La Bohème as a high school student. Act IV, orchestral chords before Mimì sings "Sono andati." That one moment caused me first to shiver and then to weep. Changed my life. I decided this was my career path. And I am fortunate to continue that choice.
P.S. That musical moment causes the same reaction today, 50 years later. Every time I walk on stage, that moment so long ago is still in my head. I wish I could remember who sang that Mimì. I do remember it was Richard Tucker as Rodolfo.
Angela Gheorghiu as Mimì and Roberto Alagna as Rodolfo sing "Sono andati? Fingevo di dormire" from La Bohème
When I was in grade 10, I always wanted to become a classical singer, and, if granted by chance and prayers, I wanted to become an opera singer too. Over the years, my voice teacher decided to take our vocal class on a field trip where we watched the COC’s production of Madama Butterfly. That was the very first opera that I watched and I fell in love with it, and ever since then I became more dedicated to classical singing and pursuing my dreams of becoming a classical singer. Apart from Madama Butterfly, the opera Tosca also changed my life because of its famous aria “Vissi d’arte.” Now, that line from Tosca is my inspiration in singing and remembering that I live for two things in this world: for love and for music.
Sondra Radvanovsky singing "Vissi d'arte" from Tosca (See her on stage at the COC this fall in Norma.)
Photo credit: Patricia Racette as Cio-Cio San in Madama Butterfly (COC, 2014), photo: Michael Cooper
The first instalment of our new The Opera That Changed My Life series features COC General Director Alexander Neef's story of the opera that changed his idea of what opera was. It also happened to be his first!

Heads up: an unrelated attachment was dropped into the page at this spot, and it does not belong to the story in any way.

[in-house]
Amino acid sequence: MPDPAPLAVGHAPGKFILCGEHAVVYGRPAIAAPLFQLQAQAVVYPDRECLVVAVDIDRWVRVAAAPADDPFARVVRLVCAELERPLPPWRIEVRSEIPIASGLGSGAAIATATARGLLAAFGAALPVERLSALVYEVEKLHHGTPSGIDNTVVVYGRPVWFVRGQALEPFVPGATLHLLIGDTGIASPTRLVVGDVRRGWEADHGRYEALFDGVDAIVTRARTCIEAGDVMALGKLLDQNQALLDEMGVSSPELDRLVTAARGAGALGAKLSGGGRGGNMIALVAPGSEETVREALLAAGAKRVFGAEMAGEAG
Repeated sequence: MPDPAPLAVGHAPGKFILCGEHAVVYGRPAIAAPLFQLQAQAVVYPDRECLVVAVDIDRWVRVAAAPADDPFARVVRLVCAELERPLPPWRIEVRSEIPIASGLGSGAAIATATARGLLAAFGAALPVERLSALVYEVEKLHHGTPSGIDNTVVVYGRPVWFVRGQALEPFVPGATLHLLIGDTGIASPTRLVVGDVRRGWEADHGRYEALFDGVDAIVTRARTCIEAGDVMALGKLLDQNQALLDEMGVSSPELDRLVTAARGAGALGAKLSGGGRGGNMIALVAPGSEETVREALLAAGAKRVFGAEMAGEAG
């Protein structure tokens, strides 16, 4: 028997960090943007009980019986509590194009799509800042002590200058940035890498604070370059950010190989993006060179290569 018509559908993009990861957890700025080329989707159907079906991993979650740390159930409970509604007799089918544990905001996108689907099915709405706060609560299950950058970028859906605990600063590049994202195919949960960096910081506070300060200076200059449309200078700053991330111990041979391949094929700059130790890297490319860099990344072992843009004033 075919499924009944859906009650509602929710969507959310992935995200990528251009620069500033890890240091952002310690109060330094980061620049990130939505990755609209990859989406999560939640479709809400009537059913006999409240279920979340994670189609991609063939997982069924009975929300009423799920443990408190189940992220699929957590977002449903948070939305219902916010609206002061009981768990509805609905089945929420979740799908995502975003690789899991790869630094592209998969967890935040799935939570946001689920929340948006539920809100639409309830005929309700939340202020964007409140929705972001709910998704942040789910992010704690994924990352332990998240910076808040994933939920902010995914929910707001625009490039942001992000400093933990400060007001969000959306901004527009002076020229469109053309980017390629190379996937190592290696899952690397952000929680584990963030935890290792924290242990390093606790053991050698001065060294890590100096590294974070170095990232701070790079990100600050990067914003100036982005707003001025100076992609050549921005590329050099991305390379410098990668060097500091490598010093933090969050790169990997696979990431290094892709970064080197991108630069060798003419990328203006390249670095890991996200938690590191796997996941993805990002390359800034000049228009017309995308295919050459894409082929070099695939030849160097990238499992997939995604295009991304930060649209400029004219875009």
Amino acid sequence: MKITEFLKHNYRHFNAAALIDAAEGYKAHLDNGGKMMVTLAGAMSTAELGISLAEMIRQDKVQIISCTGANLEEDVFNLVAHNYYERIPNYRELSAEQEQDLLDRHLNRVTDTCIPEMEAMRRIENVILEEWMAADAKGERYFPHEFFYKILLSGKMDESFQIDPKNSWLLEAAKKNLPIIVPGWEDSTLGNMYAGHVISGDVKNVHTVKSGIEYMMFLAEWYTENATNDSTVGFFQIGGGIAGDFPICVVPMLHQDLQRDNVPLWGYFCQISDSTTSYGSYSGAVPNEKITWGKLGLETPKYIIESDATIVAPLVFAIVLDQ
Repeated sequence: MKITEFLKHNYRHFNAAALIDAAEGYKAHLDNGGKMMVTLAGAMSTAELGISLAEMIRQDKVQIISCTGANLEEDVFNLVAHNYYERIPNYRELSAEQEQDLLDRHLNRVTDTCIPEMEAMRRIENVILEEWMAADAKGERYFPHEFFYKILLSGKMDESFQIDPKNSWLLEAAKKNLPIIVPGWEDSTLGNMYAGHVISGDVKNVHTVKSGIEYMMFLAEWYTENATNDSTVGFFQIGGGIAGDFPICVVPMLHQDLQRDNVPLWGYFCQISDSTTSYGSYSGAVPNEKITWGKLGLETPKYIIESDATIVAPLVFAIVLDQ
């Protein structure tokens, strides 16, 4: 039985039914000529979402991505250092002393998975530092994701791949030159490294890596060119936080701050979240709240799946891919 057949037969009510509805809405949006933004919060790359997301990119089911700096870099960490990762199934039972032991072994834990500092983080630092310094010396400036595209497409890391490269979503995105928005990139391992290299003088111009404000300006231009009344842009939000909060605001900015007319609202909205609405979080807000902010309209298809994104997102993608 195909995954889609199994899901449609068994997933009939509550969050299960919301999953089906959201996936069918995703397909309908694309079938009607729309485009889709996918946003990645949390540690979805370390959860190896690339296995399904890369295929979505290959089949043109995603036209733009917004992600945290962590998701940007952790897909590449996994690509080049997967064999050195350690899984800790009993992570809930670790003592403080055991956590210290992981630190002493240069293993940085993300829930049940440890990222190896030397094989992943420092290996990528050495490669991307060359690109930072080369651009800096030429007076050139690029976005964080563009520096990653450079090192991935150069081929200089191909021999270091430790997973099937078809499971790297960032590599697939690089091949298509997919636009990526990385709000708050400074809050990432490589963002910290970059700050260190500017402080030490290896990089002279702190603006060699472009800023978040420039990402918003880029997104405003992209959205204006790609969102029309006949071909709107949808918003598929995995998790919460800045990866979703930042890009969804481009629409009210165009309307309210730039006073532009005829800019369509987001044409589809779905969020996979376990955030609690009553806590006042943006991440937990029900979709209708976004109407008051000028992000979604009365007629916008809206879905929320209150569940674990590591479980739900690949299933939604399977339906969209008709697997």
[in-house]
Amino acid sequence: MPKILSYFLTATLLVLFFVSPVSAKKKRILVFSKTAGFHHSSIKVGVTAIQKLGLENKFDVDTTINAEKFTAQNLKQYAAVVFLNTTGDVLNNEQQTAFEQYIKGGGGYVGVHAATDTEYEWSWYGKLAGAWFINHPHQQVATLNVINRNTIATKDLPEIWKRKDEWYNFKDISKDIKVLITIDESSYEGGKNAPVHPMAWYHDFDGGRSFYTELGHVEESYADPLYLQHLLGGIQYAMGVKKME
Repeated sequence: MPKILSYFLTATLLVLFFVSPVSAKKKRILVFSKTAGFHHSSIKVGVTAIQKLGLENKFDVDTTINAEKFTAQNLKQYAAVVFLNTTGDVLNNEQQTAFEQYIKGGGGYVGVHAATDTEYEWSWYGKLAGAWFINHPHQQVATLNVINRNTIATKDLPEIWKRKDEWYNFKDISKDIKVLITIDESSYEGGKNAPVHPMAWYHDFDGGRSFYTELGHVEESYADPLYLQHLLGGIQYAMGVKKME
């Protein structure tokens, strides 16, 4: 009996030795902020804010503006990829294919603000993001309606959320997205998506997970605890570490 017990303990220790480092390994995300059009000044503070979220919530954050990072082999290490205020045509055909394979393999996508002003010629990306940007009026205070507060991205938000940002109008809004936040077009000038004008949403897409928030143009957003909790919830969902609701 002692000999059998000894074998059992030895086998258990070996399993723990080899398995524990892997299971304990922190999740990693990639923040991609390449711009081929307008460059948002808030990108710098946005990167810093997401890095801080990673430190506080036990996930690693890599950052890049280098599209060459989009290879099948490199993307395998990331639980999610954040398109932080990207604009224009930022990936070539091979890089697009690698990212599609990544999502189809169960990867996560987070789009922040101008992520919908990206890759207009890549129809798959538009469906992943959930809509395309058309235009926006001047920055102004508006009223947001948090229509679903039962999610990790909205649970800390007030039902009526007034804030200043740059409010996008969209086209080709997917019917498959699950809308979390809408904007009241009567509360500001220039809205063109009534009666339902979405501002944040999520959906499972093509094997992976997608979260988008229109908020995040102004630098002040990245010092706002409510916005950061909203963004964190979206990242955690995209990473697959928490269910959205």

(Transcribed from a conversation with Alexander Neef.)
The opera that changed my life? Fidelio, Beethoven, Staatstheater Stuttgart.
I was one of the first in my family to really go to the opera. I didn’t really see much opera in my youth, but when I started going everyone started going!
This Fidelio was a very striking production, directed by a very famous Russian director, Yuri Lyubinov. At the time, Lyubinov had been given a leave by the Russian government to stage a play in London, and he didn’t go back. They wanted him to go back, but he just didn’t. He was in a legal limbo. He stayed in Europe and started directing a lot of opera, and among the operas that he staged was the Fidelio at Stuttgart.
It was a very contemporary interpretation, in the way that he did not make it about an 18th-century prisoner. The auditorium itself is very small, and they had supers dressed as police officers or KGB people standing at every door, and they just came in with a bang! It was incredibly striking—the effect of the stage design was so chilling.
The whole design and direction was so politically charged—it made the opera so incredibly relevant. The things that are expressed in the opera—it’s about a prisoner, and the liberation of that prisoner, and what the wife does for him—made it more than just a story. It seemed to be something that was actually about us, about the audience. In those days, that situation was quite real, and it could have happened to any of us. That is what made it so special.
Photo credits (top - bottom): Alexander Neef (2012), photo: Bo Huang; Opera program and ticket (2016), photo: COC
Sara Fulgoni in the COC production of Bluebeard's Castle. Photo: Michael Cooper © 2001